Please use this identifier to cite or link to this item: http://hdl.handle.net/2381/40424
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dc.contributor.authorRiedi, Eliza L.-
dc.date.accessioned2017-10-04T11:42:06Z-
dc.date.issued2017-09-23-
dc.identifier.citationTwentieth Century British History, 2017, in pressen
dc.identifier.issn0955-2359-
dc.identifier.urihttps://academic.oup.com/tcbh/article/doi/10.1093/tcbh/hwx051/4210444/British-Widows-of-the-South-African-War-and-theen
dc.identifier.urihttp://hdl.handle.net/2381/40424-
dc.descriptionThe file associated with this record is under embargo until 24 months after publication, in accordance with the publisher's self-archiving policy. The full text may be available through the publisher links provided above.en
dc.description.abstractThe South African War of 1899–1902 cost the lives of 22,000 British and colonial soldiers and created almost 5,000 British war widows. It was in this context that the first state pensions for the widows of rank and file soldiers were introduced in 1901. Triggered by unexpectedly high casualty rates and widespread dissatisfaction with charitable provision, the introduction of state pensions also reflected changing public attitudes towards soldiers and their dependants in the context of an imperial war. Dismissed in the historiography as insignificant because of its low rates and restrictive eligibility clauses, the 1901 scheme in fact delivered pensions to the majority of war widows and made the Edwardian state their most important source of financial support. This article, after discussing the social and political context in which widows’ pensions were developed, analyses the economics of the scheme and how key eligibility rules were formulated, before investigating significant changes in the scheme to 1920, the point at which Boer War widows were finally granted full maintenance. Strongly influenced by the practices of Victorian armed forces charities and by contemporary ideologies of gender and class, the South African War pension regulations created precedents which would continue to shape pensions for military widows to the end of the twentieth century.en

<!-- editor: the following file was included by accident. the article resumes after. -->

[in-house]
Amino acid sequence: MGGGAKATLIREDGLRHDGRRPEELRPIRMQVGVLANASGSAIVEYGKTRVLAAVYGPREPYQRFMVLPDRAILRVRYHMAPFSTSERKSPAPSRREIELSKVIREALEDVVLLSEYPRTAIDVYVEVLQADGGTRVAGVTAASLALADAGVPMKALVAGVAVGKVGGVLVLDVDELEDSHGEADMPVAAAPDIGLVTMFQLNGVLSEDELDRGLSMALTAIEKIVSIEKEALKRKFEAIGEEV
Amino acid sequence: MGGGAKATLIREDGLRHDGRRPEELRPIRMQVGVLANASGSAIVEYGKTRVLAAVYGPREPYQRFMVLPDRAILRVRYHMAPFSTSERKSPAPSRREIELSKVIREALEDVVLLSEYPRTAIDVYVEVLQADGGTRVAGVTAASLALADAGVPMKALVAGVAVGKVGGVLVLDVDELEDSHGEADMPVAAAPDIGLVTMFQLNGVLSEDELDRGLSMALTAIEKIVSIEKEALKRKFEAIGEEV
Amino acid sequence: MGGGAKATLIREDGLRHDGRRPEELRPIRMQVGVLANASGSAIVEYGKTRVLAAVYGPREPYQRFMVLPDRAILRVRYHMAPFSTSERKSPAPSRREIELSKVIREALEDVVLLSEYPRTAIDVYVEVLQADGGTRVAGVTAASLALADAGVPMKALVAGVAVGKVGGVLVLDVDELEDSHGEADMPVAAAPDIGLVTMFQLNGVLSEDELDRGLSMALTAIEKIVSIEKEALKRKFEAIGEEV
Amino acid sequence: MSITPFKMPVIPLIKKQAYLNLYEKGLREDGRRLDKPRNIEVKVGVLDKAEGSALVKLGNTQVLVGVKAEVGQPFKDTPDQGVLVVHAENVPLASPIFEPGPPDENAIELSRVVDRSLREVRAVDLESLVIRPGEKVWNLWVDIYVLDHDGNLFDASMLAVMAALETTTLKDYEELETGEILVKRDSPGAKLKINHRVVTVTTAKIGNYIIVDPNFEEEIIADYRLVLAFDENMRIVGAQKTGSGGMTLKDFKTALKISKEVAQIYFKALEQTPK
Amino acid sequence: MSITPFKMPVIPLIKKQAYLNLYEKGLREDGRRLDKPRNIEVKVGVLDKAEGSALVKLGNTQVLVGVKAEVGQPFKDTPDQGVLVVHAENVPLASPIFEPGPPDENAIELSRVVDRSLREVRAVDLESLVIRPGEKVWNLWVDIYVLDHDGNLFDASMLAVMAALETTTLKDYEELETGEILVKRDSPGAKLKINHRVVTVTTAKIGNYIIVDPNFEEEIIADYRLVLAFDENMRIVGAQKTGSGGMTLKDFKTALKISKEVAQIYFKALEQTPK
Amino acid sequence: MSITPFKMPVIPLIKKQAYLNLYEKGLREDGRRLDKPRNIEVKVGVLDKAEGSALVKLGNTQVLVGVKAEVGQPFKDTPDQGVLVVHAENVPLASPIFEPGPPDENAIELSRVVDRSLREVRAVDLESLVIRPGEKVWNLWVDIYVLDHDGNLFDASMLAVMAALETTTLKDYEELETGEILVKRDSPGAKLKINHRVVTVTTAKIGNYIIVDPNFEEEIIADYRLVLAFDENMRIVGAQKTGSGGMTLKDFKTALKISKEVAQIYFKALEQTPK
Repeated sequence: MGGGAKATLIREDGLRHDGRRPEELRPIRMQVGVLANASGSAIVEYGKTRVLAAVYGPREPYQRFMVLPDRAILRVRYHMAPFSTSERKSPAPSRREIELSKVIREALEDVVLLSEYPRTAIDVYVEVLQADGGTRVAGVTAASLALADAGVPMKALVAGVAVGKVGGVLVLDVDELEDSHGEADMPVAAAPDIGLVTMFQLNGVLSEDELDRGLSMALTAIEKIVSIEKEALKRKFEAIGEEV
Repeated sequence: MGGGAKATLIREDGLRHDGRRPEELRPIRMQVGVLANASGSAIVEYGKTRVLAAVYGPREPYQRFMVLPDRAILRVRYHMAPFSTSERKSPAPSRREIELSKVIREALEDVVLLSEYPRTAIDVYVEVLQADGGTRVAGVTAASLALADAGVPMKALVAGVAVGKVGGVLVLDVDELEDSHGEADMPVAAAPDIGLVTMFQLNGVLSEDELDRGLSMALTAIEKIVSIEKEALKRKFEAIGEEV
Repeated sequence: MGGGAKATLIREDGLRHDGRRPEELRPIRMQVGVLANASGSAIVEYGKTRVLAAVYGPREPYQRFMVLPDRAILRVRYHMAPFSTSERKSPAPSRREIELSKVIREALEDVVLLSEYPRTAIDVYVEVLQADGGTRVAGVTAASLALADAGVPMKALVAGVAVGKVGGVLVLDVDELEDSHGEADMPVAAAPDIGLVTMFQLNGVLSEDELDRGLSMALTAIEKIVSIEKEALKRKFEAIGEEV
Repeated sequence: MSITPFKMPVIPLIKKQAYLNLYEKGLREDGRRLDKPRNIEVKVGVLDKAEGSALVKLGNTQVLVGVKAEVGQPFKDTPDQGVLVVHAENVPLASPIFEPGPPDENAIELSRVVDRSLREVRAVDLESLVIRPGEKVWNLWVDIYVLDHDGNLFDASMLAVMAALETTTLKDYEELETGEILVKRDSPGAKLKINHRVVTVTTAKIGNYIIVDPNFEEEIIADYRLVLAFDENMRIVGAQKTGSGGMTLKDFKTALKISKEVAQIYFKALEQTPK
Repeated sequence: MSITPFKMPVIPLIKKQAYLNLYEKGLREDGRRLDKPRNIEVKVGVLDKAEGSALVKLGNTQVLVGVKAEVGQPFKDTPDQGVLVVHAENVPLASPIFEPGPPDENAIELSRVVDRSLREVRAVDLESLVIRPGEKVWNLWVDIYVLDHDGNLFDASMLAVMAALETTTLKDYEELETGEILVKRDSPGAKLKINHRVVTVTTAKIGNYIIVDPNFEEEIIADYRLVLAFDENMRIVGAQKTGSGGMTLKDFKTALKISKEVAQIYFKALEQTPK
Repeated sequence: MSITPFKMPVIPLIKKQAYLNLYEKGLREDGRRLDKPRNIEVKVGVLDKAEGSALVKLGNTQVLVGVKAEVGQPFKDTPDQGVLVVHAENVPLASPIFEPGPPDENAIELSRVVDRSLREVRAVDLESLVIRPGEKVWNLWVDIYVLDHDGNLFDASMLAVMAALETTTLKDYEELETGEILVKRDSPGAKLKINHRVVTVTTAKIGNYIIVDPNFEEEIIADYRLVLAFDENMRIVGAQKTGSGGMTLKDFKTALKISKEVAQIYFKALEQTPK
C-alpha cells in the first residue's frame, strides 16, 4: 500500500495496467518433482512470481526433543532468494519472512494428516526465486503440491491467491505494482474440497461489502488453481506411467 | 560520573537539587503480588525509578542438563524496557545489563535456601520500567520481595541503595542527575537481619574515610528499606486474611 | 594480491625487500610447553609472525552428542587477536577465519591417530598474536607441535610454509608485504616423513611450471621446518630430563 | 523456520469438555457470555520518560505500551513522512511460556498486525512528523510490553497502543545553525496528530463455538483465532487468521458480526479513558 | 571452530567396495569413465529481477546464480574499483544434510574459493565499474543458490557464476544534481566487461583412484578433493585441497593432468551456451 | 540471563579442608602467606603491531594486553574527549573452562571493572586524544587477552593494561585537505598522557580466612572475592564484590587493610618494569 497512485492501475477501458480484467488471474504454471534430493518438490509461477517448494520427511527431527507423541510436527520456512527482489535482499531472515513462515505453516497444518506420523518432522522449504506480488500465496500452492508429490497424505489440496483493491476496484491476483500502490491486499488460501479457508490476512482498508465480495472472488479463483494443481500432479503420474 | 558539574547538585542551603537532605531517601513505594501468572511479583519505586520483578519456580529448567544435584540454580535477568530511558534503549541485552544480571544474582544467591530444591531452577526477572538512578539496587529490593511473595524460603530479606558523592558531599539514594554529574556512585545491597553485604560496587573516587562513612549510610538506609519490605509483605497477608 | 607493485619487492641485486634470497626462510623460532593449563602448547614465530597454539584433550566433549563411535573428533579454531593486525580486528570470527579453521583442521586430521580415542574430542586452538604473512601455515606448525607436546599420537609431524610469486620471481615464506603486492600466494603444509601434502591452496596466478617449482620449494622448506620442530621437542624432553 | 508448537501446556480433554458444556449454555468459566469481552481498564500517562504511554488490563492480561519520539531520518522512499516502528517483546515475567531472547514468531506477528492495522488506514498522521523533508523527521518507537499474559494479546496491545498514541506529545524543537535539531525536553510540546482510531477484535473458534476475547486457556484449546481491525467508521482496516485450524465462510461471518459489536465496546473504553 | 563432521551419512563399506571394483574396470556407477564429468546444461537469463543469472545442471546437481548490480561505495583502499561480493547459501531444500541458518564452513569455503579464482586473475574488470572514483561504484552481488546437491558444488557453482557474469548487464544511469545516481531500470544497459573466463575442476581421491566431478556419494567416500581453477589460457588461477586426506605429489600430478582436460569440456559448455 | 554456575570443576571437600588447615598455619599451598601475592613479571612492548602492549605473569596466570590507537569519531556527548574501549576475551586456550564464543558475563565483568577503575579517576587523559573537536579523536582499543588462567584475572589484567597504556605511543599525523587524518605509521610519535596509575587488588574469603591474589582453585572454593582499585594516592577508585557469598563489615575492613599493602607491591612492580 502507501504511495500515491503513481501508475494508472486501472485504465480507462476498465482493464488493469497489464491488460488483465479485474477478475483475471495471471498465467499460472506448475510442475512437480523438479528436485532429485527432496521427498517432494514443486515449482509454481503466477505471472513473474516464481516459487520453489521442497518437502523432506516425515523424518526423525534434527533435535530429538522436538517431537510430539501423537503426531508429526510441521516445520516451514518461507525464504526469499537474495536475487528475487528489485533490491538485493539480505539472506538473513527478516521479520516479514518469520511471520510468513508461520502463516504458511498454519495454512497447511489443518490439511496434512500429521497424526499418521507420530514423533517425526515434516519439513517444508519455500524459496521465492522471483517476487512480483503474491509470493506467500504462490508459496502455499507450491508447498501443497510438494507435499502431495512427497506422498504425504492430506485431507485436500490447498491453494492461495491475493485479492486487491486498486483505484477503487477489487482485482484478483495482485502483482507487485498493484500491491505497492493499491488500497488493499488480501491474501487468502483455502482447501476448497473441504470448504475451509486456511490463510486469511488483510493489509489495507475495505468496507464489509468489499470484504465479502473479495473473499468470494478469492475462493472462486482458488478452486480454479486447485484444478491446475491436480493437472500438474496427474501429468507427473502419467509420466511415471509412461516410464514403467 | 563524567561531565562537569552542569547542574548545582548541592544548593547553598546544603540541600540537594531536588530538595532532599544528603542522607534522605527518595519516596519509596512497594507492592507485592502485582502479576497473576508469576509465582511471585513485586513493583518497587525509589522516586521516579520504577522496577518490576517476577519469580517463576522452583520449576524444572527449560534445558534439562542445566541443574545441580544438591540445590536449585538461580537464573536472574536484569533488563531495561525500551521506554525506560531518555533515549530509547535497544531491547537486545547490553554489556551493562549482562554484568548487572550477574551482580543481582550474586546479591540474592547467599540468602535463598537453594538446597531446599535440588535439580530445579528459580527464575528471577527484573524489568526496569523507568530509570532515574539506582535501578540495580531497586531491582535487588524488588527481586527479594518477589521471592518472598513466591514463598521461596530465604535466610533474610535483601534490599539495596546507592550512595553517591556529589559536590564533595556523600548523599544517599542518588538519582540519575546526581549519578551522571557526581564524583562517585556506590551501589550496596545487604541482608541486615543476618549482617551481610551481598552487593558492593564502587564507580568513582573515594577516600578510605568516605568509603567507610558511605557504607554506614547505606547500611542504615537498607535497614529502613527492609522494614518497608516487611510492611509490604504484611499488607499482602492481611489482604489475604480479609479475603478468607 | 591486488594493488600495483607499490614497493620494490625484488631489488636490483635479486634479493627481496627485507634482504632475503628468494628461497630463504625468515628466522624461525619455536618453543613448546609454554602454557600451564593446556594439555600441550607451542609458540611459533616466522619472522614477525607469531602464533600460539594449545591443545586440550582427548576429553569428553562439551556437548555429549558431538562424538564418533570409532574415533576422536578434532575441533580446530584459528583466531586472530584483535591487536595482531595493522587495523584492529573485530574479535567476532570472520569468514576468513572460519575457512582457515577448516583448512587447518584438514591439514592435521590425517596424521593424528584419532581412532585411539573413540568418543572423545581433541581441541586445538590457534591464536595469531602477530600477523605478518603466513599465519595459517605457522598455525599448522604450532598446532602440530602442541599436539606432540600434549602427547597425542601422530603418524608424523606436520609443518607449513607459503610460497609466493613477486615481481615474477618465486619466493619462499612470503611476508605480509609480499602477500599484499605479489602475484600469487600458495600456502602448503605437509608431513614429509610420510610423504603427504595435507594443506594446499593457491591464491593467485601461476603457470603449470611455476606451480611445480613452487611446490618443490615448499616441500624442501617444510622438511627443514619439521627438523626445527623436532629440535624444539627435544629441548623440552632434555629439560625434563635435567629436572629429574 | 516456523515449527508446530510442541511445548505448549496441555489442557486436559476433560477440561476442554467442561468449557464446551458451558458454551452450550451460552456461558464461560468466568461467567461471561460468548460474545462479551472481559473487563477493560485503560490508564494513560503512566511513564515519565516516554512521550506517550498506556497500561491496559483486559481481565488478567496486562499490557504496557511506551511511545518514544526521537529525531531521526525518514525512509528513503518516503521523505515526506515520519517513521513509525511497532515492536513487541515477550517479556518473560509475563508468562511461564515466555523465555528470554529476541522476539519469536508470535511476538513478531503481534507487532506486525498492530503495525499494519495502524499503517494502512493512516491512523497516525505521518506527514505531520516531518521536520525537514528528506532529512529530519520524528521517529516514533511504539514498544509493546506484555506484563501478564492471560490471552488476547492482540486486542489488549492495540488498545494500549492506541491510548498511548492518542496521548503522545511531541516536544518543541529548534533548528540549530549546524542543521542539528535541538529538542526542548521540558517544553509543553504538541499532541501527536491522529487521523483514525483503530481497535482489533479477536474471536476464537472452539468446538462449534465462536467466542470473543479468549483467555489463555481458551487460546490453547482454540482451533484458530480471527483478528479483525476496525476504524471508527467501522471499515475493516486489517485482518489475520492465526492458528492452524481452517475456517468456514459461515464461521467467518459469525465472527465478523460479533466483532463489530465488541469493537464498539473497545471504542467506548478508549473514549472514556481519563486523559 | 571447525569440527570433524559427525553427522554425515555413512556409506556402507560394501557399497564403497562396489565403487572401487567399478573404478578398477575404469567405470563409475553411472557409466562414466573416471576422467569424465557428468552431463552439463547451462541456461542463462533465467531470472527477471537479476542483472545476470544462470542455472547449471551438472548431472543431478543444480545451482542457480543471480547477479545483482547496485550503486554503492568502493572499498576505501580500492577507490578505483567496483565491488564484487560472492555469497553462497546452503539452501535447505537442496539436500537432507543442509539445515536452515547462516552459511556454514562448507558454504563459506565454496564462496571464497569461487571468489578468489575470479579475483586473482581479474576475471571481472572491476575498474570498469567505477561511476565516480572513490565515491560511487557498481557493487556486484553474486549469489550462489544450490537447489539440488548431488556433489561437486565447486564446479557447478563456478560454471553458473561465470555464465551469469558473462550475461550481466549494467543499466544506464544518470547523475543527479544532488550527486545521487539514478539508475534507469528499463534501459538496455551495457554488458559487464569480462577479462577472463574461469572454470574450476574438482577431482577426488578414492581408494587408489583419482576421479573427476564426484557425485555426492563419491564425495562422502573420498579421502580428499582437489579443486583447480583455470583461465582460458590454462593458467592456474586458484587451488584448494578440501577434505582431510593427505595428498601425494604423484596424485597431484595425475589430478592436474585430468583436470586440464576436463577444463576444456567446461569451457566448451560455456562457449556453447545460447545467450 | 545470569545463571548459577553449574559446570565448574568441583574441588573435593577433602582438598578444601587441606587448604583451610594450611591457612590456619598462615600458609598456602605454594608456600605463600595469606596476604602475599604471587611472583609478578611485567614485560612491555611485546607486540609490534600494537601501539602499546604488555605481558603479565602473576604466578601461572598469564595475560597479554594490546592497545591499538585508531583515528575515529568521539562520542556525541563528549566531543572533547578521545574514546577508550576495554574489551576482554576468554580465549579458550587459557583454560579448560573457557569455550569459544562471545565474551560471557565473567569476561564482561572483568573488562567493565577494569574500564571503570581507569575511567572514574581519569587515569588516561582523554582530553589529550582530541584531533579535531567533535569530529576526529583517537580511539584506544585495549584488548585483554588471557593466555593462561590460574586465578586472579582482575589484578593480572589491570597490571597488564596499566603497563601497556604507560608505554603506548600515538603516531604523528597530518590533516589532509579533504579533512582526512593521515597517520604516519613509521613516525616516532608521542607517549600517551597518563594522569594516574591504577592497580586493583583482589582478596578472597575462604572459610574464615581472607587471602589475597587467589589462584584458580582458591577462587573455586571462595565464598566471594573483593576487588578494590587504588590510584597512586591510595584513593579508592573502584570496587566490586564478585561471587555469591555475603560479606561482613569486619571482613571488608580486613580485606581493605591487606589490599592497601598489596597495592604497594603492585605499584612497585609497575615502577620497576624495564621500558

dc.language.isoenen
dc.publisherOxford University Press (OUP)en
dc.rightsCopyright © 2017, the author(s). Deposited with reference to the publisher’s open access archiving policy.en
dc.titleBritish Widows of the South African War and the Origins of War Widows’ Pensionsen
dc.typeJournal Articleen
dc.identifier.doi10.1093/tcbh/hwx051-
dc.identifier.eissn1477-4674-
dc.description.statusPeer-revieweden
dc.description.versionPost-printen
dc.type.subtypeArticle-
pubs.organisational-group/Organisationen
pubs.organisational-group/Organisation/COLLEGE OF SOCIAL SCIENCES, ARTS AND HUMANITIESen
pubs.organisational-group/Organisation/COLLEGE OF SOCIAL SCIENCES, ARTS AND HUMANITIES/School of Historyen
dc.rights.embargodate2019-09-23-
dc.dateaccepted2017-04-13-
Appears in Collections:Published Articles, School of Historical Studies

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